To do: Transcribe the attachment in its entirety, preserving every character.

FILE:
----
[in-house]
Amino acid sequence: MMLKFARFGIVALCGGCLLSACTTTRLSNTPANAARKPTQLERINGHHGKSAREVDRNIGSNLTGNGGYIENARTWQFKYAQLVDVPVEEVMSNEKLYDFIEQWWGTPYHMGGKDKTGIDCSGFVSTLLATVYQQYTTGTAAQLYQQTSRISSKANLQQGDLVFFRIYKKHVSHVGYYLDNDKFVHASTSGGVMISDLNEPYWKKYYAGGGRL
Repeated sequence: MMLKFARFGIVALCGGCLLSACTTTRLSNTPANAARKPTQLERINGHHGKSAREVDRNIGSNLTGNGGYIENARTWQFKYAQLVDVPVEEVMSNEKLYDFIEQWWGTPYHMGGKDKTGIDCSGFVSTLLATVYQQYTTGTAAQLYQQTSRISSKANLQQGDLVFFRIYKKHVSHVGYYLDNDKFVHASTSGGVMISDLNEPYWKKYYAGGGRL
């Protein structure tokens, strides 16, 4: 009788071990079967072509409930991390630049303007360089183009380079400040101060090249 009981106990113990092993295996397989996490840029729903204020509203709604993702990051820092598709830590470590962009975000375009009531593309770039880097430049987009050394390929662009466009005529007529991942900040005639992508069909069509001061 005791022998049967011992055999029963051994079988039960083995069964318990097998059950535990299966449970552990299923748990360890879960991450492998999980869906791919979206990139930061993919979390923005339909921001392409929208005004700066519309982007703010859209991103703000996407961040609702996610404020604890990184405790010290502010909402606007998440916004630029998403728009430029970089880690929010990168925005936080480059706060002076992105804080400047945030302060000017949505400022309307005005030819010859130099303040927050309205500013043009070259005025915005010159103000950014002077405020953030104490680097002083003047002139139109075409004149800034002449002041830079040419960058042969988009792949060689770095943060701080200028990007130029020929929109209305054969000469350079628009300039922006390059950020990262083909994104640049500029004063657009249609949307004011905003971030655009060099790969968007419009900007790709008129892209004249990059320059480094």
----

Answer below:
[in-house]
Amino acid sequence: MMLKFARFGIVALCGGCLLSACTTTRLSNTPANAARKPTQLERINGHHGKSAREVDRNIGSNLTGNGGYIENARTWQFKYAQLVDVPVEEVMSNEKLYDFIEQWWGTPYHMGGKDKTGIDCSGFVSTLLATVYQQYTTGTAAQLYQQTSRISSKANLQQGDLVFFRIYKKHVSHVGYYLDNDKFVHASTSGGVMISDLNEPYWKKYYAGGGRL
Repeated sequence: MMLKFARFGIVALCGGCLLSACTTTRLSNTPANAARKPTQLERINGHHGKSAREVDRNIGSNLTGNGGYIENARTWQFKYAQLVDVPVEEVMSNEKLYDFIEQWWGTPYHMGGKDKTGIDCSGFVSTLLATVYQQYTTGTAAQLYQQTSRISSKANLQQGDLVFFRIYKKHVSHVGYYLDNDKFVHASTSGGVMISDLNEPYWKKYYAGGGRL
């Protein structure tokens, strides 16, 4: 009788071990079967072509409930991390630049303007360089183009380079400040101060090249 009981106990113990092993295996397989996490840029729903204020509203709604993702990051820092598709830590470590962009975000375009009531593309770039880097430049987009050394390929662009466009005529007529991942900040005639992508069909069509001061 005791022998049967011992055999029963051994079988039960083995069964318990097998059950535990299966449970552990299923748990360890879960991450492998999980869906791919979206990139930061993919979390923005339909921001392409929208005004700066519309982007703010859209991103703000996407961040609702996610404020604890990184405790010290502010909402606007998440916004630029998403728009430029970089880690929010990168925005936080480059706060002076992105804080400047945030302060000017949505400022309307005005030819010859130099303040927050309205500013043009070259005025915005010159103000950014002077405020953030104490680097002083003047002139139109075409004149800034002449002041830079040419960058042969988009792949060689770095943060701080200028990007130029020929929109209305054969000469350079628009300039922006390059950020990262083909994104640049500029004063657009249609949307004011905003971030655009060099790969968007419009900007790709008129892209004249990059320059480094």